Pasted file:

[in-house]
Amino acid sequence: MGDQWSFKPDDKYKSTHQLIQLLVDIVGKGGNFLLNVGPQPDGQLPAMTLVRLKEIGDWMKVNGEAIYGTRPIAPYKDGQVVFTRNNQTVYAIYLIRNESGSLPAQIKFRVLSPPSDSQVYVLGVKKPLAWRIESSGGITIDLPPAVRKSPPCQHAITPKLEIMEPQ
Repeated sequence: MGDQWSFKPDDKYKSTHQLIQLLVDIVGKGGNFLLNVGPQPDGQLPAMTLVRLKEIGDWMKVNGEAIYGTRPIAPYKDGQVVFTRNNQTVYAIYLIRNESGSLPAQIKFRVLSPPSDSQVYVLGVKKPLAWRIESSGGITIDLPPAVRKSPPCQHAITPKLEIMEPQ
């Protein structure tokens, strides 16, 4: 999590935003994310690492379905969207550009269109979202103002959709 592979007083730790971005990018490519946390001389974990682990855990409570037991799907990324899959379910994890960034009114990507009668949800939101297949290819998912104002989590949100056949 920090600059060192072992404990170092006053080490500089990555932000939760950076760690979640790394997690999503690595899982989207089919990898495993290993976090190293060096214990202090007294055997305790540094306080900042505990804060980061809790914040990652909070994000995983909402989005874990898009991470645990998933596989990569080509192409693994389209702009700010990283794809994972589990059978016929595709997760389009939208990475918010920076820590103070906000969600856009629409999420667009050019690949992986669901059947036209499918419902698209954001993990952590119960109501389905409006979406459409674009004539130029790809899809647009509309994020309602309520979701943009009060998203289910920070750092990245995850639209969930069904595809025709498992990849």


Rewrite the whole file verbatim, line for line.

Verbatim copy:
[in-house]
Amino acid sequence: MGDQWSFKPDDKYKSTHQLIQLLVDIVGKGGNFLLNVGPQPDGQLPAMTLVRLKEIGDWMKVNGEAIYGTRPIAPYKDGQVVFTRNNQTVYAIYLIRNESGSLPAQIKFRVLSPPSDSQVYVLGVKKPLAWRIESSGGITIDLPPAVRKSPPCQHAITPKLEIMEPQ
Repeated sequence: MGDQWSFKPDDKYKSTHQLIQLLVDIVGKGGNFLLNVGPQPDGQLPAMTLVRLKEIGDWMKVNGEAIYGTRPIAPYKDGQVVFTRNNQTVYAIYLIRNESGSLPAQIKFRVLSPPSDSQVYVLGVKKPLAWRIESSGGITIDLPPAVRKSPPCQHAITPKLEIMEPQ
């Protein structure tokens, strides 16, 4: 999590935003994310690492379905969207550009269109979202103002959709 592979007083730790971005990018490519946390001389974990682990855990409570037991799907990324899959379910994890960034009114990507009668949800939101297949290819998912104002989590949100056949 920090600059060192072992404990170092006053080490500089990555932000939760950076760690979640790394997690999503690595899982989207089919990898495993290993976090190293060096214990202090007294055997305790540094306080900042505990804060980061809790914040990652909070994000995983909402989005874990898009991470645990998933596989990569080509192409693994389209702009700010990283794809994972589990059978016929595709997760389009939208990475918010920076820590103070906000969600856009629409999420667009050019690949992986669901059947036209499918419902698209954001993990952590119960109501389905409006979406459409674009004539130029790809899809647009509309994020309602309520979701943009009060998203289910920070750092990245995850639209969930069904595809025709498992990849």